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World Day of Remembrance 2021: Honoring the Lives Lost to Traffic Crashes in Denver

Denver Honors Victims of Traffic Crashes with Candlelight Vigil and Temporary Art Installation

Candles lit for each life lost in 2021 to a traffic crash in Denver

Representatives of the Denver Streets Partnership and City and County of Denver held a candlelight vigil on Sunday, November 21, to honor victims of traffic crashes in Denver. The vigil coincides with the United Nations World Day of Remembrance for victims of road traffic crashes and their families - a day adopted by UN resolution in 2005.

Since announcing its commitment to becoming a Vision Zero city in 2016, 378 people have been killed in traffic crashes in Denver, including 74 people (as of Nov 21) in 2021. Each life was honored with a candle at the vigil.

Denver’s Vision Zero Program, which acknowledges that traffic deaths are preventable, aims to eliminate fatal and serious injury crashes in the city by 2030. The Vision Zero Action Plan calls upon Denver’s Department of Transportation and Infrastructure to implement safety treatments on its streets with the most vulnerable roadway users in mind, including those who walk and bike. Changes being made on city streets include the installation of traffic calming measures, safer pedestrian crossings, intersection improvements and better bike lanes.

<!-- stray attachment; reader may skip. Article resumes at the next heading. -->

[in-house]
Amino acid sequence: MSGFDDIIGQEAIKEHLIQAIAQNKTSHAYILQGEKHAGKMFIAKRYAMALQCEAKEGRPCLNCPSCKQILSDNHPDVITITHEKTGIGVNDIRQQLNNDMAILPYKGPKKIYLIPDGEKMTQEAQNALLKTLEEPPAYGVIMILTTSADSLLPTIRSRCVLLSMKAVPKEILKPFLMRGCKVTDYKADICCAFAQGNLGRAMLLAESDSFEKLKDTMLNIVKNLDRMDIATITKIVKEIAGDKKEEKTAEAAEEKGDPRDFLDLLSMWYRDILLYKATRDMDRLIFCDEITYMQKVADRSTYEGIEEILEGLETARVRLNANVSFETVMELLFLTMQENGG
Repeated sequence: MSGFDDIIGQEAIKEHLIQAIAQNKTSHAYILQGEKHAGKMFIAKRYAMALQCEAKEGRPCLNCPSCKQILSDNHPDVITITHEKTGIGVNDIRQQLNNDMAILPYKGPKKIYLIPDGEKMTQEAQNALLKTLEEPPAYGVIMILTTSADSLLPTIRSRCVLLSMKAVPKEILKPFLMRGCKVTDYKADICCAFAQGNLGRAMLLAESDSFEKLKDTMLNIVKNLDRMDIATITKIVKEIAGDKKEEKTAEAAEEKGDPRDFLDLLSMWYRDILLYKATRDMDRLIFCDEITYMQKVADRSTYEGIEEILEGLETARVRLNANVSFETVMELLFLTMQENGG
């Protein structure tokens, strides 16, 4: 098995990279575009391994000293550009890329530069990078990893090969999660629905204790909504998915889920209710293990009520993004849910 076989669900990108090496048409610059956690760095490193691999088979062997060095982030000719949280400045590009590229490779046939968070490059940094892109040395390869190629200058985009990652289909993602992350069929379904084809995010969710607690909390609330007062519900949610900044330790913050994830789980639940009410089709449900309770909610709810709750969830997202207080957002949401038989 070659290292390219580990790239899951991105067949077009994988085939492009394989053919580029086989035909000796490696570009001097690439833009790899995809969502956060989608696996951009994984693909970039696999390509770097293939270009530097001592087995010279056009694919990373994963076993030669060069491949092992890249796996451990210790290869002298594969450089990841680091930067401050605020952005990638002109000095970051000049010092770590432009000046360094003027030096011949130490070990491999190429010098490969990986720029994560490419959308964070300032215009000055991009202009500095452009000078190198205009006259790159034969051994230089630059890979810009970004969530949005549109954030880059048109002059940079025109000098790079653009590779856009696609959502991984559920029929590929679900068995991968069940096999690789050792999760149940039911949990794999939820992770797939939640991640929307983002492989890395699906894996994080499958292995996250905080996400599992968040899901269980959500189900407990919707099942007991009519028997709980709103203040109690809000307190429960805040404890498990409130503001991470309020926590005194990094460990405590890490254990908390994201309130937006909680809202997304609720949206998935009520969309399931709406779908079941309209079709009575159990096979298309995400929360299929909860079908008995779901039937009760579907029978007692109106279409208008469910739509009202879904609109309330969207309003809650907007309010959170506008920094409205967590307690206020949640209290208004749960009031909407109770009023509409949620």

While Denver works to redesign its streets to make them safer, we also ask the public to embrace safe driving behaviors, including driving sober, eliminating distractions, wearing seatbelts, and following the rules of the road, particularly speed limits. Speed is a primary contributor to the severity of traffic crashes and increases a person’s risk of serious injury and death in a crash.

For several weeks in November, a banner encouraging people to slow down was installed on a bridge behind the Denver Wastewater Management Building, visible from I-25. The banner was designed by Allison Ramirez of Set Forth Creative.

The banner at the site of the Denver Wastewater Management Building as seen from the S Platte Bike Trail

Statement from the artist, Allison Ramirez:

As an artist, I aim to create art that expresses the voices and perspectives of those that do not feel seen or heard. This project with Vision Zero is an amazing opportunity to support those who have been affected by traffic incidents, as well as their loved ones, who want to share their story. It's important to me to bring awareness to the need for safer driving and I'm so humbled I have been able to do that with Vision Zero and Denver's DOTI department. This design was greatly inspired by the streets of the city of Denver, itself. The elements within the banner are meant to reflect road signs, crosswalks, skyscrapers, geometric street art, and even the setting the banner is placed in - the bridge and its architecture. I'm thankful to be able to support the families of those who have been victims of driving incidents, and to Vision Zero for their contributions to that community, as well.

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